There’s a fine line between taking influences from another game and straight-up stealing the concept outright. Sadly, the latter is far more common than your average cliché when it comes to gaming. Of course, you might not be able to spot the differences between titles a lot of the time. But buried deep within the code itself — there’s bound to be a rip-off lurking about. Whether it be the personalities of the characters or the very weapons with all the same bells and whistles as the other; chances are, you’ve encountered a clone in your gaming career.
While most studios aspire to be acclaimed for their original works, nobody likes a team who cut corners along the way. Unsurprisingly, originality can be extremely rewarding through hard work and creativity. And yet, many developers opt for thrashing out their differences by stealing another game altogether. Heck, even names are often replicated from time to time. Call it lazy, call it brave; whatever it is — it’s incredibly tedious. Just take a look at these five, for example.
5. The Simpsons: Road Rage
Considering no Springfield resident neither owns nor drives an actual taxi, it becomes a slight struggle trying to imagine an entire game revolving around it. But then, it’s not like Radical Entertainment had to dig deep into the barrel for the thought to flourish into a playable title. In fact, all they really needed to do was clone Crazy Taxi — right down to its very driving mechanics and wacky antics.
To the point of being reckless, Radical stole the entire concept with all of its core ingredients without a single care in the world. Unfortunately for them, Sega did file a lawsuit against The Simpsons: Road Rage for patent infringement. So, while taking influences from other titles is most definitely encouraged in gaming — copying and pasting everything down to the hilly terrain and overall premise can clearly come back to bite you. Now that’s karma.
4. PokeBalls Training
There’s nothing wrong with giving the odd nod to another game that inspired your own work. There is, however, a major issue when the rip-off title quite literally cashes in on the influencer’s status altogether. Just take Pokémon, for example. We’re all well aware of Pokémon GO and its concept, right? Go out into the world, locate Pokémon, map a well-placed swipe on your screen, and ultimately expand your library. Surely we wouldn’t need a spin-off game to help explain that any further, right? Wrong.
The only purpose of PokeBalls Training is to help players perfect their Pokemon capturing methods for the actual game, Pokémon GO. Only, with the physics being completely different to the actual game, PokeBalls Training becomes a completely useless bolt-on that makes no actual contribution to the GO universe whatsoever. Instead, what we’re left with is a hideous clone that draws together terrifying rip-offs of our beloved Pokémon and nothing more. So, you know — thanks for that.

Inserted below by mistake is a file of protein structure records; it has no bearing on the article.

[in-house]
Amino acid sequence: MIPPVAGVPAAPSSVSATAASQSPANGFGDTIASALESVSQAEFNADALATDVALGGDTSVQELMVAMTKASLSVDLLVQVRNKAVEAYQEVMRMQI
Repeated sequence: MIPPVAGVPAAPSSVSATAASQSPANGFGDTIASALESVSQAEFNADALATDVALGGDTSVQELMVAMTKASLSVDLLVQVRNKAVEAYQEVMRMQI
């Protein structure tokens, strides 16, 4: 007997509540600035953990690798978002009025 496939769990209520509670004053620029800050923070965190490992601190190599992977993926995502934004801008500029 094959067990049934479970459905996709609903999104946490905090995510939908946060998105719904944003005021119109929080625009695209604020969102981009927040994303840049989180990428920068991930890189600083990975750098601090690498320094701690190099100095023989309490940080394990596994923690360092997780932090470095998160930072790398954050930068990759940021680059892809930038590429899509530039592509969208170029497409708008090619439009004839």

3. The Legend of Zelda: Twilight Sword
It’s all well and good being a die-hard fan of a gaming franchise, of course. But raising money on Kickstarter to develop your own sequel to a best-selling game? Not so much. That’s pretty much what the creator of The Legend of Zelda: Twilight Sword did without thinking twice about the consequences. While the game never quite came to life on an established platform, despite the following the project had amassed, creating a blatant Twilight Princess rip-off definitely would’ve ticked off the Nintendo folk a bit.
Unfortunately, we’ve not been able to extract any juicy details from the ambitious project other than the title, the ceased Kickstarter page and a crooked title card. Clearly, Nintendo wasn’t holding back when it came to shutting down the greedy creator for cashing in on their works. I mean, can we really blame them?
2. Mole Kart
Before you think it — yes, it’s a Mario Kart rip-off. Ten points for figuring that one out. And another ten points if you can put the two side by side and syphon out the differences. Chances are, you won’t find any. That’s because Mole Kart stole everything from the track designs to the item templates, the cloudy skyscapes to the very concrete you drift on. It’s all there, crammed directly into a jam-packed Mario Kart clone. And it got away with it — at least for a short while.
Like other clones that dared to rip off Nintendo, the tech giant was quick to issue a DMCA notice and close the books of the daring replica. However, with a few track tweaks and texture shifts, Mole Kart was quick to make a comeback and ultimately settle the scores with Nintendo. Fast-forward several months and Nintendo reached the conclusion of allowing Mole Kart to continue serving up copies. Not entirely sure what that’s all about but hey-ho — well played. I guess.
1. Dante’s Inferno
With a game as impactful as God of War, you’d at least expect to stumble upon a few replicas at some point or another. Dante’s Inferno, for one, is basically a repackage of God of War, only with less Greek lore and more, well, Christian lore. That’s pretty much all EA wanted to do when they stepped up to the plate with a new entry to the hack and slash universe. Only, despite their hunger for the crown, the blatant God of War influences just wasn’t enough to dethrone Santa Monica Studio from the podium.
While Dante’s Inferno plays rather well and even earned the respect of a few God of War fans (and devs, funnily enough), there is still that dull twinge in our necks that immediately draws us back to Kratos. Sure, Dante makes for a genuinely interesting antihero, though nothing quite compares to the bloodthirst and rage as our beloved Ghost of Sparta himself. That’s something no clone could ever recapture as flawlessly as Santa Monica Studio, to be honest.